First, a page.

How to Delegate
31 December 2021
Delegating well is a skill very few managers have. Hitting that sweet spot between too much control and too little can be challenging, and many of us don’t strike the right balance.
One of the things I find most interesting about delegating is that most of us do instinctively know how to do it - and we will do it effectively all the time - we just don’t realise.
Imagine you’re with a friend or a colleague, and you say to them “Hey, I’m going to go and grab some lunch, do you want anything?”
“Thanks, that would be great”, they reply
“Ok cool, what do you want?”, you ask
And they say…
“Just any sandwich will do. I don’t eat egg though”
You might not realise it, but that was great delegation. They didn’t do what a lot of managers do when they delegate, and specify the exact outcome they wanted. They didn’t even bother thinking about what all the different possible outcomes could be.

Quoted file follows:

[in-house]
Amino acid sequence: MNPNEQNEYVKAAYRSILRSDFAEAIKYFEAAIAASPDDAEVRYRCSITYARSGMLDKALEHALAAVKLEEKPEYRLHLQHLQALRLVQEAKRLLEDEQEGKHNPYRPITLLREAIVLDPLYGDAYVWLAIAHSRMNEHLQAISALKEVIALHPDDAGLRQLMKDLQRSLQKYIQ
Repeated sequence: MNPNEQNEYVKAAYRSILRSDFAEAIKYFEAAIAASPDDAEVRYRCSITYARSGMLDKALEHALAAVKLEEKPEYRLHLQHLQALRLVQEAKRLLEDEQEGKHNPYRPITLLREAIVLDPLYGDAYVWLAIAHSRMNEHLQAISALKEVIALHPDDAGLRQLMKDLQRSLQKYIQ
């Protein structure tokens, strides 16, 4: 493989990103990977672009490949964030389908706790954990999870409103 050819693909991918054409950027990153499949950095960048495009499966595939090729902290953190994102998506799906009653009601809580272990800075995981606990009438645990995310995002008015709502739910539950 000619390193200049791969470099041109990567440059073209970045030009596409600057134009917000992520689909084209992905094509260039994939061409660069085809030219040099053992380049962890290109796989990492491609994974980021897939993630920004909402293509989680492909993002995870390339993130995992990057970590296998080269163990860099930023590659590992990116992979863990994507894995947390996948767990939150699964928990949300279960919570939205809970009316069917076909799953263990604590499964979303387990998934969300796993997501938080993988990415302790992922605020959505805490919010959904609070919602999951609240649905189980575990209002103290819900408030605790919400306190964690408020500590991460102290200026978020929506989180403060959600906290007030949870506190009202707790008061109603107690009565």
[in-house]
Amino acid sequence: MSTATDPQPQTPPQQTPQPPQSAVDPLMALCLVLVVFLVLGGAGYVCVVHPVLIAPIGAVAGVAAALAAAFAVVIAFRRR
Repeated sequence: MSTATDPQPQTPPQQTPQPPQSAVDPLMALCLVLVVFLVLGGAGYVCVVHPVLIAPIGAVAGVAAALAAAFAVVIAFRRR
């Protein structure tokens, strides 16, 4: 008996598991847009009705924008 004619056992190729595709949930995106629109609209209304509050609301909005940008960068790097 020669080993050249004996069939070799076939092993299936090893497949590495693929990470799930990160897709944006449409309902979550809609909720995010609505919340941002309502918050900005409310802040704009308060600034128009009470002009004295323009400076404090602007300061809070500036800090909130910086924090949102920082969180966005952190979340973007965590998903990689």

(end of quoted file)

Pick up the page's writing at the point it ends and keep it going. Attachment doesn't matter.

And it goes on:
What they did is provide the two key things necessary for any good piece of delegation:
- What they want us to do (our responsibility)
- What we can’t do (our authority)
They picked a broad objective: sandwich, and then applied a restriction to how we achieve it: no egg.
Delegating at work follows the exact same principles as asking your friend to pick you up some lunch.
When you ask someone to achieve something for you, don’t tell them the specific way you want them to achieve it, just tell them what needs to be achieved and set the minimum possible boundaries to keep them on track.
Sticking with the lunch example, let’s imagine they’d approached it differently. In this scenario, they didn’t trust you to make a decision, so they told you a specific sandwich. Let’s say they asked for a Club Sandwich.
When you got to the store, they didn’t have one of those. Now, because you haven’t been told any parameters of what makes a good decision - you’ve just been provided one example of a good decision - you have nothing to guide you. The best you can do is pick sandwich that’s similar. There’s a bacon and egg one there - there’s bacon in a club sandwich. That one will probably do. If they’d just told you “Sandwich, no egg” then you’d have been able to make a better decision.